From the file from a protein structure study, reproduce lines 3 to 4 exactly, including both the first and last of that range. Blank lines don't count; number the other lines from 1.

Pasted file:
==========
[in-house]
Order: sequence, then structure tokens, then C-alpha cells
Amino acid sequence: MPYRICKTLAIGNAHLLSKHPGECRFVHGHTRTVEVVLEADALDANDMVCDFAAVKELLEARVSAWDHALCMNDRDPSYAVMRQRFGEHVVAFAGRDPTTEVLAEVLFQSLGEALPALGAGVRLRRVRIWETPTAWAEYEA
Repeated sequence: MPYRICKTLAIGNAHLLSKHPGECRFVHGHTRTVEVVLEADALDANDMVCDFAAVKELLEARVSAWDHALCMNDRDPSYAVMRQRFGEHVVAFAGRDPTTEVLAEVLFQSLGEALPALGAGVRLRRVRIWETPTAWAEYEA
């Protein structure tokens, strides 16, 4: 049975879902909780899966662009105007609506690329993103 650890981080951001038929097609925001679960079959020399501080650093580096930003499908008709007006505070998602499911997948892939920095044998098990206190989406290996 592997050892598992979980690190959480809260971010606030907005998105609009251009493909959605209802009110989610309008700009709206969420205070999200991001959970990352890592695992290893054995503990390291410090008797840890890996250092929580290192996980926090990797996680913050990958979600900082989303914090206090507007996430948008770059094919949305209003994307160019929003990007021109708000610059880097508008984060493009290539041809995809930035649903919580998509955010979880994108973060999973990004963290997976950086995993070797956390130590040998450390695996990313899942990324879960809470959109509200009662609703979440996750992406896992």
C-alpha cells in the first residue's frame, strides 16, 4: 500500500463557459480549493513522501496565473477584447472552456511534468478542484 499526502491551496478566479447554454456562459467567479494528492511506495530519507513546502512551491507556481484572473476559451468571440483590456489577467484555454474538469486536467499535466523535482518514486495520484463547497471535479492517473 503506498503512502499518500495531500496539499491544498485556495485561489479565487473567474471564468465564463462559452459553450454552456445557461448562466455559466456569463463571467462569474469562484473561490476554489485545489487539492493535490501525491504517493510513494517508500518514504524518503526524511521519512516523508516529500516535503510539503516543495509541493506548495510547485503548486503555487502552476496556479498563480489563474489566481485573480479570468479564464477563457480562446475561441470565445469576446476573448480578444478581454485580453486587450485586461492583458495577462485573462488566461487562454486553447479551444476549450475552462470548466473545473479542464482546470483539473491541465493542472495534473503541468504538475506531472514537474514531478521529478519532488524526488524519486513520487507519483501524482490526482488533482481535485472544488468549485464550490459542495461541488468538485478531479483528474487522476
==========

Amino acid sequence: MPYRICKTLAIGNAHLLSKHPGECRFVHGHTRTVEVVLEADALDANDMVCDFAAVKELLEARVSAWDHALCMNDRDPSYAVMRQRFGEHVVAFAGRDPTTEVLAEVLFQSLGEALPALGAGVRLRRVRIWETPTAWAEYEA
Repeated sequence: MPYRICKTLAIGNAHLLSKHPGECRFVHGHTRTVEVVLEADALDANDMVCDFAAVKELLEARVSAWDHALCMNDRDPSYAVMRQRFGEHVVAFAGRDPTTEVLAEVLFQSLGEALPALGAGVRLRRVRIWETPTAWAEYEA